Sunday, October 23, 2011

FCC white paper shows that “spectrum efficiency” is meaningless

The FCC Technical Advisory Council’s (TAC) draft white paper on spectrum efficiency metrics (25 September 2011) is an excellent piece of work. It is authoritative, instructive, and demonstrates decisively that spectrum [1] efficiency metrics are a meaningless concept.

While they don’t say this in so many words, members of the Sharing Working Group perhaps intended this conclusion to be drawn; “spectrum efficiency” is a DC catchphrase that is hard to avoid, and it would probably be unwise to refute it overtly…

The following elements of the paper imply that the “spectrum efficiency” concept is useless:

  1. There is no metric that can be applied across the myriad of different wireless services.
  2. The metrics are incomplete, even within a service.
  3. While the paper suggests metrics for specific services, the taxonomy of services is arbitrary.

  • There is no way to compare the “efficiency” of one radio service (aka one “spectrum use”) to another, denying politicians the pseudo-scientific rationale they dream of for converting a frequency band allocation from one use to another.
  • Even within a given service type, there is no defensible way to rate one deployment’s performance over another; even if one scored much lower using the relevant efficiency metric, its defenders could invoke any of the long list of “additional efficiency considerations” to deny that the comparison was valid.

The paper also misses an opportunity: It hints at the importance of cost effectiveness rather than mere efficiency, but doesn’t address this broader context.

Follow-up posts:

Monday, October 17, 2011

The extent of FCC/NTIA frequency sharing

Take a guess: What percentage of US frequencies are controlled by the Federal government (represented by the NTIA), and what percentage is shared with non-Federal [1] users, who are under FCC jurisdiction? And what’s the remainder, devoted solely to non-Federal users?

My intuition, for what it's worth, was completely wrong. I thought the Fed/non-Fed split was roughly 50/50, with a bit (say 10%) being shared. As I pointed out in my recent post about partitioning Fed and non-Fed allocations, the amount of sharing should be easy enough to establish. It turns out that Peter Tenhula of Shared Spectrum Company has done a lot of work on this [2], and he pointed me to the FCC’s spectrum dashboard where one can download an XML snapshot of the allocation database (currently the API only covers the range 225-3700 MHz).

The answer? It depends on the frequency range and how one counts [3], but very roughly 10% is Federal, 40% shared, and 50% non-Federal (i.e. FCC) only.

Here's a picture (click it to enlarge); an Excel file with my analysis is here.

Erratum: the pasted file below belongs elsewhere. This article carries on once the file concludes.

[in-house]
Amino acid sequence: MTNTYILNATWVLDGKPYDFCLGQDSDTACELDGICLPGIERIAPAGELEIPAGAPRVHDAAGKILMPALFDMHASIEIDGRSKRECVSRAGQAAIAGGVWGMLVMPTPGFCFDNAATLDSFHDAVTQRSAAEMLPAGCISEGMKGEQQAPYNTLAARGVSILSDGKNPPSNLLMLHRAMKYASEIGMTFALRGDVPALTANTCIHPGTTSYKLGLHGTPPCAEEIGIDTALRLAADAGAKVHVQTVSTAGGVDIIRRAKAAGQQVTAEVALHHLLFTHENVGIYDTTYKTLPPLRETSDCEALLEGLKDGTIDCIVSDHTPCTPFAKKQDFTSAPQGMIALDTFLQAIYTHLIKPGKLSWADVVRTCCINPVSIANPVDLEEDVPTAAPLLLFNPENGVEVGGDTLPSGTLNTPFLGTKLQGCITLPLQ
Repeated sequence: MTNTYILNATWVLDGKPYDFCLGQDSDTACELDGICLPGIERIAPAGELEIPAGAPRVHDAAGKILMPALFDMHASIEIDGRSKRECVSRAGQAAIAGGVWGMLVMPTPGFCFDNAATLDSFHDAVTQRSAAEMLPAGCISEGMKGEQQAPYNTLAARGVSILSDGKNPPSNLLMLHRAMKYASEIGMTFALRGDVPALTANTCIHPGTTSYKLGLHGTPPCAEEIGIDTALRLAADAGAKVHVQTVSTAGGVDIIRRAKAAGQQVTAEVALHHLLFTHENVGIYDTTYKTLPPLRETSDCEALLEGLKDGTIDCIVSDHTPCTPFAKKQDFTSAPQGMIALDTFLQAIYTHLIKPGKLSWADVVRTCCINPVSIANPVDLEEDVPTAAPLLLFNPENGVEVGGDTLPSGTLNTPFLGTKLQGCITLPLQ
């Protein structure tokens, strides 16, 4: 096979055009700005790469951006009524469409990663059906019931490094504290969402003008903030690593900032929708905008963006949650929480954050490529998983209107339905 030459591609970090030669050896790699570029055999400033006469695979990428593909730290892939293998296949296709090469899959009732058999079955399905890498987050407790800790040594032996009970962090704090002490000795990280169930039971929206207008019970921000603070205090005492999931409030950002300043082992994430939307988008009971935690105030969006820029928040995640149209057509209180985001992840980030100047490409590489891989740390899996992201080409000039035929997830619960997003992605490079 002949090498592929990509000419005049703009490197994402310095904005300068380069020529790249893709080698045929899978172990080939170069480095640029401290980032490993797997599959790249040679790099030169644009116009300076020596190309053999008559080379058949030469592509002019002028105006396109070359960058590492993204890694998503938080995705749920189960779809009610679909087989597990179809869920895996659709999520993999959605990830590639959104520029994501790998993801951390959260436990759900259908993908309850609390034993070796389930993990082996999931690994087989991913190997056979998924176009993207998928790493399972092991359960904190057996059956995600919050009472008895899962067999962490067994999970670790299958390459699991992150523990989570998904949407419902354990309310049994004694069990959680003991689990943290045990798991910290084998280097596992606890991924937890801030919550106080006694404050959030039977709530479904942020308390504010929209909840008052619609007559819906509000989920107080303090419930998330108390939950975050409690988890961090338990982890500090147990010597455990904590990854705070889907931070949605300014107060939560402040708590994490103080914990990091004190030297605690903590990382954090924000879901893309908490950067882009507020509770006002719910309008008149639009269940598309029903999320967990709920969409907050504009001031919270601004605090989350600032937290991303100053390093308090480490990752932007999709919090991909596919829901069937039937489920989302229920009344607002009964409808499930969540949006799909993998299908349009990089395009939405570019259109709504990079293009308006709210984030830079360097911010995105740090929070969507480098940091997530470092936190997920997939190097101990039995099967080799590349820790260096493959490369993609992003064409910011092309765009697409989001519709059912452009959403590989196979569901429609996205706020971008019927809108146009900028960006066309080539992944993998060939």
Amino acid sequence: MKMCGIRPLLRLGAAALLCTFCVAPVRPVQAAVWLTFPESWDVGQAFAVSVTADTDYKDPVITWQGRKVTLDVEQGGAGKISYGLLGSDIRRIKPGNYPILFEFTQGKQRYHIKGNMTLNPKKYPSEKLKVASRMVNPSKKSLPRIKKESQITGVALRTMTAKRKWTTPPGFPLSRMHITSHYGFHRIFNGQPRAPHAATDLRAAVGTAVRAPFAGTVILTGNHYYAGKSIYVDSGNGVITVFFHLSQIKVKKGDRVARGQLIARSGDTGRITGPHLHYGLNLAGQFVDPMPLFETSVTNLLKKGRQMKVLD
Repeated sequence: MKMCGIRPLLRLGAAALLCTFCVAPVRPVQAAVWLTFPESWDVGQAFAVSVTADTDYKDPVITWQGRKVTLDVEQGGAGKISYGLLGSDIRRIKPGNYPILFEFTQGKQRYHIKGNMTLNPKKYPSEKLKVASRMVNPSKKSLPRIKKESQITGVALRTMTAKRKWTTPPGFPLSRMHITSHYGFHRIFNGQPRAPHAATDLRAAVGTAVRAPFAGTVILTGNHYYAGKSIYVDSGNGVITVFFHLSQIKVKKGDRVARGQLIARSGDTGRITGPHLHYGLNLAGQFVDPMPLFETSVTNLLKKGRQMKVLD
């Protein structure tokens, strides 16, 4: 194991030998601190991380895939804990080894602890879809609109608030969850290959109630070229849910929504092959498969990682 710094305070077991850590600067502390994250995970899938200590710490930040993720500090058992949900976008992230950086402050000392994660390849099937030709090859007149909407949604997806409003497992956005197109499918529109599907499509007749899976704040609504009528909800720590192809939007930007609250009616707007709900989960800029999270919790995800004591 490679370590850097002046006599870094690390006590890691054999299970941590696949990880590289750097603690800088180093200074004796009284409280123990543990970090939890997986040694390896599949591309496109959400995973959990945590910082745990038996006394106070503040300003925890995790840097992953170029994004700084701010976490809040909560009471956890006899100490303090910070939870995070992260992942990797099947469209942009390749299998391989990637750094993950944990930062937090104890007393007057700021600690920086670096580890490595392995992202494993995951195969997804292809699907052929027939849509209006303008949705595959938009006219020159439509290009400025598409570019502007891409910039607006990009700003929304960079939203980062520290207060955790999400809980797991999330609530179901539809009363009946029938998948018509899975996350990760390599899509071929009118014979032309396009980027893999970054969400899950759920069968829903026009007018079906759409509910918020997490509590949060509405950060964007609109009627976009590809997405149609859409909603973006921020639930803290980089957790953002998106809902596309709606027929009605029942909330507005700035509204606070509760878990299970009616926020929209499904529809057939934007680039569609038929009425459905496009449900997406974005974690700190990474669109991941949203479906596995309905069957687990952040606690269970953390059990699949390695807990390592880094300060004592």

Update, 21 October 2011: Perhaps the flaw didn't lie with my intuition, but with my interpretation of the data. A senior FCC person has pointed out to me that many supposedly "shared" allocations are, to all intents and purposes, controlled by Federal agencies, and non-Federal (i.e. FCC-managed) services are present only on sufferance, if at all (e.g. 220-2290 MHz); or "sharing" only occurs both Federal and non-Federal entities used the same service (e.g. air traffic or maritime radar). So the question still stands, pending further digging: how much sharing (for various values of "sharing") is really going on?

Monday, October 10, 2011

Partition, not sharing: An alternative approach to the Fed/non-Fed spectrum divide

South Sudan. Serbia/Kosovo. India/Pakistan. Britney Spears and Kevin Federline. Sometimes a clean break is best for everyone, particularly when there are fundamental differences in mindset. Enforced coexistence is not, for many couples, the best way to live.

Sharing between Federal and non-Federal wireless users (aka Fed and non-Fed) is a favored way to realize the FCC’s dream of finding 500 MHz for commercial mobile broadband services; as reported in, “It is unclear where the 500 megahertz of spectrum will come from, but a large portion will likely come from government agencies that do not use the frequencies efficiently.”

Fed/non-Fed sharing can be made to work, and worthy efforts are being made. However, I doubt it’s worth the effort, given the insane difficulty of negotiating band re-allocations, let alone sharing agreements; questions over whether 500 MHz is, in fact, either needed or would make a dent on cellular companies’ problems; and fundamental concerns about jurisdiction (see my August 2011 post No Common Authority: Why spectrum sharing across the Fed/non-Fed boundary is a bad idea).

It would be a better use of time and effort to go in the opposite direction: make the partition between Federal and non-Federal as clean as possible, and let each group of figure out sharing among its own constituents.